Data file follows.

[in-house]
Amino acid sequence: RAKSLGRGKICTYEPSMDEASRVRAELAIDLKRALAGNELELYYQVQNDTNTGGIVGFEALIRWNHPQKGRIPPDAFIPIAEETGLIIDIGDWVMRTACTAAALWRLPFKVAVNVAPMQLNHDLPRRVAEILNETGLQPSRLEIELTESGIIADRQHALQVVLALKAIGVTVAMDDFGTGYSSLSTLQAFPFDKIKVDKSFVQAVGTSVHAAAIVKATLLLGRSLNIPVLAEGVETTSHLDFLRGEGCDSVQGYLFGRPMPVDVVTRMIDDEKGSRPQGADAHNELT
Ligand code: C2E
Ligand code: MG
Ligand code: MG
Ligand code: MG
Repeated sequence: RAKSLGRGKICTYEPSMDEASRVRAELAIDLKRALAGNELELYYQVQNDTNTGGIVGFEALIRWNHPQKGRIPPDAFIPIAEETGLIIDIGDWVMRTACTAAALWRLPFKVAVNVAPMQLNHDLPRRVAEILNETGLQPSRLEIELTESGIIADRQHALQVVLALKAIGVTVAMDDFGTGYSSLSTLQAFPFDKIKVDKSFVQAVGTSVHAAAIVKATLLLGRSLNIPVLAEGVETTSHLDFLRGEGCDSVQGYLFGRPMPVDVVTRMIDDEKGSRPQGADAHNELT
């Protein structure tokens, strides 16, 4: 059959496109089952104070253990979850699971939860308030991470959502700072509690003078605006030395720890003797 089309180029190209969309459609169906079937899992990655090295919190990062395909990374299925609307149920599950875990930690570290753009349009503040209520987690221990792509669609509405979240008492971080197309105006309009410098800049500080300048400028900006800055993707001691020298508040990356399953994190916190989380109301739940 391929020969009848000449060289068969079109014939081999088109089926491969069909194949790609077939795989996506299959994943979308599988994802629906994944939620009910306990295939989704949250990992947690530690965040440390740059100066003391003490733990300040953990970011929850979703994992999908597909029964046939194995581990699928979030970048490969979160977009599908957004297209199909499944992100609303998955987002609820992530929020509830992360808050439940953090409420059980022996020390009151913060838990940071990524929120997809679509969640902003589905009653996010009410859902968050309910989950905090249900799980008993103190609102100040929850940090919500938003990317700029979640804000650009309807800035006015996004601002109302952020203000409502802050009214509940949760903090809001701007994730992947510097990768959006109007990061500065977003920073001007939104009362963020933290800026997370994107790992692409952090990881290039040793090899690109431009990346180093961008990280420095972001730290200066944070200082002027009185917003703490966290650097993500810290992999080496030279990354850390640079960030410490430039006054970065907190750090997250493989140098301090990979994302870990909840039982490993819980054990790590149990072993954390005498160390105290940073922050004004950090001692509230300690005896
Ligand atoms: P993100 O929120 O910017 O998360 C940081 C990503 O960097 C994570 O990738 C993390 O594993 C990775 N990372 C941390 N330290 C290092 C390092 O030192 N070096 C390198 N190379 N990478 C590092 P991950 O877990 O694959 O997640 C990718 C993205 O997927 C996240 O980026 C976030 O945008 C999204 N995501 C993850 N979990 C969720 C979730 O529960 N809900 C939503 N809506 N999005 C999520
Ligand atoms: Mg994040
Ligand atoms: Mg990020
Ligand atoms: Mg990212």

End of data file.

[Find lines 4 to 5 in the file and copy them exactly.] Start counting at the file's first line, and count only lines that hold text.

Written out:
Ligand code: MG
Ligand code: MG